Tulsans gather for beginning of Kwanzaa
BY KENDRICK MARSHALL World Staff Writer
Thursday, December 27, 2012
12/27/12 at 8:11 AM
Participants should reflect on what has been accomplished while looking ahead to what's to come.
That was the message Egunwale Amusan hoped to relay Wednesday night during an annual Kwanzaa celebration at the Rudisill Regional Library.
Kwanzaa began in 1966 as an African-American holiday created by Maulana Karenga, who wanted to reaffirm the dignity of the community through seven principles: unity, self-determination, collective work and responsibility, cooperative economics, purpose, creativity, and faith.
The seven day-celebration - with each day focusing on one of the principles - starts Dec. 26 and ends Jan. 1 and honors African culture.
Kwanzaa comes right after Christmas, but "this is not a substitute for Christmas," Amusan said. "This is a time where people can reflect on how much they accomplished. It is about developing a deep sense of culture and identity."
During the celebration, members of the community dressed in traditional African clothing and recited poetry, danced and performed songs. Those in attendance were encouraged to participate in the festivities.
Alicia Latimer, the Tulsa City-County Library's African-American Resource Center coordinator, said one of the most important aspects of Kwanzaa is to honor senior citizens.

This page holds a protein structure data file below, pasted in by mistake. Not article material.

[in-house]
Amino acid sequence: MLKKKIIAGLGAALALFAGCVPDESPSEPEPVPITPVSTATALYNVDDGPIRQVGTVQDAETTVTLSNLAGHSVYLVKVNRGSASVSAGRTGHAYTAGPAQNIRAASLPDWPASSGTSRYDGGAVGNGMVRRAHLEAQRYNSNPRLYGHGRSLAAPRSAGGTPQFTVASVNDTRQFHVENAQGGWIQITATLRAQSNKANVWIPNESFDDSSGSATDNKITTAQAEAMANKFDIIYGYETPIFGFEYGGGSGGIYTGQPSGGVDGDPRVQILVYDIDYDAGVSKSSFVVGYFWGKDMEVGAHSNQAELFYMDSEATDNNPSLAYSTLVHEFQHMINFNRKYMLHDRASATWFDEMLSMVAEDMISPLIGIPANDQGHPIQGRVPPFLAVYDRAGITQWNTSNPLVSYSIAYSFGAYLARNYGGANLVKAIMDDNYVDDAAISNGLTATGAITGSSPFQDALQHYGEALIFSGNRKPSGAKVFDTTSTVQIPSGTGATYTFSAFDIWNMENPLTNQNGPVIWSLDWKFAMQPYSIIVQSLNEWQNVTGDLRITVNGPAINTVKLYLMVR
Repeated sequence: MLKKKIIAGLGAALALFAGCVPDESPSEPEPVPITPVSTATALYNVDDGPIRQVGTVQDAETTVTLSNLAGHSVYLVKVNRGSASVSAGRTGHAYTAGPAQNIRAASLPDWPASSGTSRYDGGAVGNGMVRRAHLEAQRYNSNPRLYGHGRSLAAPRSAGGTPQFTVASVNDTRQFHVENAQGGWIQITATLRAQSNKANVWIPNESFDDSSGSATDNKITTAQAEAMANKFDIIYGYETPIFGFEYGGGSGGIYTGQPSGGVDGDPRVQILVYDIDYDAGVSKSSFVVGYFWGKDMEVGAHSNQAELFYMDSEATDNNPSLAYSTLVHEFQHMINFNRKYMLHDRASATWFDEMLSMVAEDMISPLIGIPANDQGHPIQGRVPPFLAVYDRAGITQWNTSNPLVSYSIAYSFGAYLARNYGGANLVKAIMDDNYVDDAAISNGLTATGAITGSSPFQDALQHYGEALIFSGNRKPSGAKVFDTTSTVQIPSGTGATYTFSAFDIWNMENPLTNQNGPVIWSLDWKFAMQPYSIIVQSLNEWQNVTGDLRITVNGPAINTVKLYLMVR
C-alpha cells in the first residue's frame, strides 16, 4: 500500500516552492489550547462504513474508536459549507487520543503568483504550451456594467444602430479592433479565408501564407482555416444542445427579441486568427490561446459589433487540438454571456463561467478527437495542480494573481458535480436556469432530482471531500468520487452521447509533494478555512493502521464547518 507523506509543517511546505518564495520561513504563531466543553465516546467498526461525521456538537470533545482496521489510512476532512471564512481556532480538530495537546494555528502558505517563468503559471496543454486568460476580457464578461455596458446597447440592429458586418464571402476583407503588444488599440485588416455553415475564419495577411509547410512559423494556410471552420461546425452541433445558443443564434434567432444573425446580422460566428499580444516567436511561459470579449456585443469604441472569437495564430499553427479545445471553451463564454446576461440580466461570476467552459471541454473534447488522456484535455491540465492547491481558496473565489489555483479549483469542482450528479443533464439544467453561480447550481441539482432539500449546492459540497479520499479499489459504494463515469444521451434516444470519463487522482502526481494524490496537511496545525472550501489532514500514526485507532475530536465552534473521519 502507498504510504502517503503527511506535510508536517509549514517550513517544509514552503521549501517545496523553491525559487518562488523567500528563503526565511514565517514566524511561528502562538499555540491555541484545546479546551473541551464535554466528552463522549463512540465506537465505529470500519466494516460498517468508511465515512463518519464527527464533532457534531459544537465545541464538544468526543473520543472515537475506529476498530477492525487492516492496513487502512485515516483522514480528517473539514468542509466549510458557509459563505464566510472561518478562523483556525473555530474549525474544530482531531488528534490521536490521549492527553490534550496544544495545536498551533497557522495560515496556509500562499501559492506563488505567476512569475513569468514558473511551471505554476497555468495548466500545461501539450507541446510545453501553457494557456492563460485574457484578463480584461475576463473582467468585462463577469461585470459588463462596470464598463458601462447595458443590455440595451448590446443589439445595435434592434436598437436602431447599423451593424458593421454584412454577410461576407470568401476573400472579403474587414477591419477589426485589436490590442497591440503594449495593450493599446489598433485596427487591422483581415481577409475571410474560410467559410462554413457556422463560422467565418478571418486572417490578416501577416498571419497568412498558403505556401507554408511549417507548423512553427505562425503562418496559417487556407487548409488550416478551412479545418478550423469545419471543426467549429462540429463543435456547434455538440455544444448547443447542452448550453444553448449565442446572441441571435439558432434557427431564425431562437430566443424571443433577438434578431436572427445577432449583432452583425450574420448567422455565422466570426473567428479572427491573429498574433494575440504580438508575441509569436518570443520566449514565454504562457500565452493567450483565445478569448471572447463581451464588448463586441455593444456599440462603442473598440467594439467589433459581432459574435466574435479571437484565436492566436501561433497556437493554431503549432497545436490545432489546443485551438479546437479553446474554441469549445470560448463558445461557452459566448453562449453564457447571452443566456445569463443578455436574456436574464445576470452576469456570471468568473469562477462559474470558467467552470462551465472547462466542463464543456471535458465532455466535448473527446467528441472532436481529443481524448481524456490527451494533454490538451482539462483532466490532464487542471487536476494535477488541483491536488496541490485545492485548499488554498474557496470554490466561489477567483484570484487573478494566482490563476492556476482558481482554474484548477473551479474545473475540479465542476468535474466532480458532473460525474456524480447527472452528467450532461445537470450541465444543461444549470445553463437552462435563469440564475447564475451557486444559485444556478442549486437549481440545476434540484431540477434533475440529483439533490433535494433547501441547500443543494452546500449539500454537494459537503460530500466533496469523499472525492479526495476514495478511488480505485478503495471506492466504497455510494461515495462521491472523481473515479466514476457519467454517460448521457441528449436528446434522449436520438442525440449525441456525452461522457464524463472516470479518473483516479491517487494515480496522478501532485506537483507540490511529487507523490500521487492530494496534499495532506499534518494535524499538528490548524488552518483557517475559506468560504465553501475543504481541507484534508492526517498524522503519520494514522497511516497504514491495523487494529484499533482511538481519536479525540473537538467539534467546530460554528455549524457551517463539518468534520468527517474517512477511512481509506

Its purpose, she said, "is to celebrate the culture and promote the well-being of the family."
The event kicking off Kwanzaa in Tulsa has been held at the Rudisill library since 1998.
Candles are lit each day of the celebration on a candle holder, called a kinara, which features three green candles and three red candles with a black candle in the center.
Wednesday focused on Umoja, the Swahili word for unity, with those participating striving for unity in the family, community, nation and race.
"This is not just a U.S. holiday, even though it began here," said Amusan, who played the role of African chief during the event Wednesday. "It is about connecting with each other no matter where we are."
Latimer hopes that more people will support future Kwanzaa celebrations in an effort to further strengthen the community by applying the seven principles well after the holiday has concluded.
"It is very important that this is opened up and everyone is exposed to it," she said.
Kwanzaa's seven principles
Umoja (unity): Maintain unity in the family, community, nation and race.
Kujichagulia (self-determination): Define, name, create and speak for ourselves.
Ujima (collective work and responsibility): Build and maintain community together and solve problems as a group.
Ujamaa (cooperative economics): Build and maintain stores and shops and profit from them together.
Nia (purpose): Make building the community a collective vocation.
Kuumba (creativity): Do as much as possible to leave the community more beautiful and beneficial than before.
Imani (faith): Believe in our people, parents, teachers and leaders.
Kendrick Marshall 918-581-8386
Egunwale Amusan, playing the role of an African chief, lights a candle Wednesday night as elders Joyce Williams (from left), Beverly Washington and Ralph Hooks watch during a celebration of the first night of Kwanzaa at the Rudisill Regional Library. JAMES GIBBARD/Tulsa World
Kwanzaa participants listen Wednesday night as Egunwale Amusan, playing the role of an African chief, leads the holiday's first-night ceremony at Rudisill Regional Library. JAMES GIBBARD/ Tulsa World